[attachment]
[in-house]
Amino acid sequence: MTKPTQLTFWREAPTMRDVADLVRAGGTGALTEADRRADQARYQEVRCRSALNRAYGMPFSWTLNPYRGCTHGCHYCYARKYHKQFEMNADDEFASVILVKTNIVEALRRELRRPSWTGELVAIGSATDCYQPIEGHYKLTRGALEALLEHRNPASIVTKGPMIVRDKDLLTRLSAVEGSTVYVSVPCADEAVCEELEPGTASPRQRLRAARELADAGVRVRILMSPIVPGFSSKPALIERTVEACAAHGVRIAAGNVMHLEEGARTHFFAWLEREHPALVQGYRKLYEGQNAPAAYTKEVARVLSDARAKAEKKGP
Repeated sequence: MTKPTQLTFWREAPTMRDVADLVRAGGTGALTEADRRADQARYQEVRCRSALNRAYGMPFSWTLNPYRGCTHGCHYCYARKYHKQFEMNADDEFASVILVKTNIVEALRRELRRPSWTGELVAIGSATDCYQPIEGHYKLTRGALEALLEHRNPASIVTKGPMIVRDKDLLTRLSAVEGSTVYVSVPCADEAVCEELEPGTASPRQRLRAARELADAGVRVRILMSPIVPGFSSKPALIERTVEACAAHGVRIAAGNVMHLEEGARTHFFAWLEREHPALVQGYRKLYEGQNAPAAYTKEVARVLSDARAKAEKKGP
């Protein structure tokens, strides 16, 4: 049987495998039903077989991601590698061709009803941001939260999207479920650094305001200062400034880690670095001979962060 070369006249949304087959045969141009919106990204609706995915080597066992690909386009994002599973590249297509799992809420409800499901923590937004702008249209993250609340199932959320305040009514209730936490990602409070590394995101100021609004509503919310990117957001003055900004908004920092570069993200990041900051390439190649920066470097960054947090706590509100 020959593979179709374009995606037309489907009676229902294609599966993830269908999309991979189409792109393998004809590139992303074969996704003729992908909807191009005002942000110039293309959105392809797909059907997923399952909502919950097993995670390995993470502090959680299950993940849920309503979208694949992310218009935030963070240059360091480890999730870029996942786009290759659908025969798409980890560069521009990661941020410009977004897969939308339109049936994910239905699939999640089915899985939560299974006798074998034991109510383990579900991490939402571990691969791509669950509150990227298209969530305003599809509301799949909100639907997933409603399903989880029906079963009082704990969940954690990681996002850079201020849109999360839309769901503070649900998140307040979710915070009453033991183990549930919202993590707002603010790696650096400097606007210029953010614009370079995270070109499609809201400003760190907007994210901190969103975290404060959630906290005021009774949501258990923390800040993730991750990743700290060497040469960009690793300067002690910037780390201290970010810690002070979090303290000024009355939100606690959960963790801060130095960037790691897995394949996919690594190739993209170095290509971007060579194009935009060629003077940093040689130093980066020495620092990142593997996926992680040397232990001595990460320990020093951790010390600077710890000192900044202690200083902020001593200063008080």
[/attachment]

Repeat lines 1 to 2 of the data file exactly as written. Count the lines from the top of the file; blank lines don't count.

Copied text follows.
[in-house]
Amino acid sequence: MTKPTQLTFWREAPTMRDVADLVRAGGTGALTEADRRADQARYQEVRCRSALNRAYGMPFSWTLNPYRGCTHGCHYCYARKYHKQFEMNADDEFASVILVKTNIVEALRRELRRPSWTGELVAIGSATDCYQPIEGHYKLTRGALEALLEHRNPASIVTKGPMIVRDKDLLTRLSAVEGSTVYVSVPCADEAVCEELEPGTASPRQRLRAARELADAGVRVRILMSPIVPGFSSKPALIERTVEACAAHGVRIAAGNVMHLEEGARTHFFAWLEREHPALVQGYRKLYEGQNAPAAYTKEVARVLSDARAKAEKKGP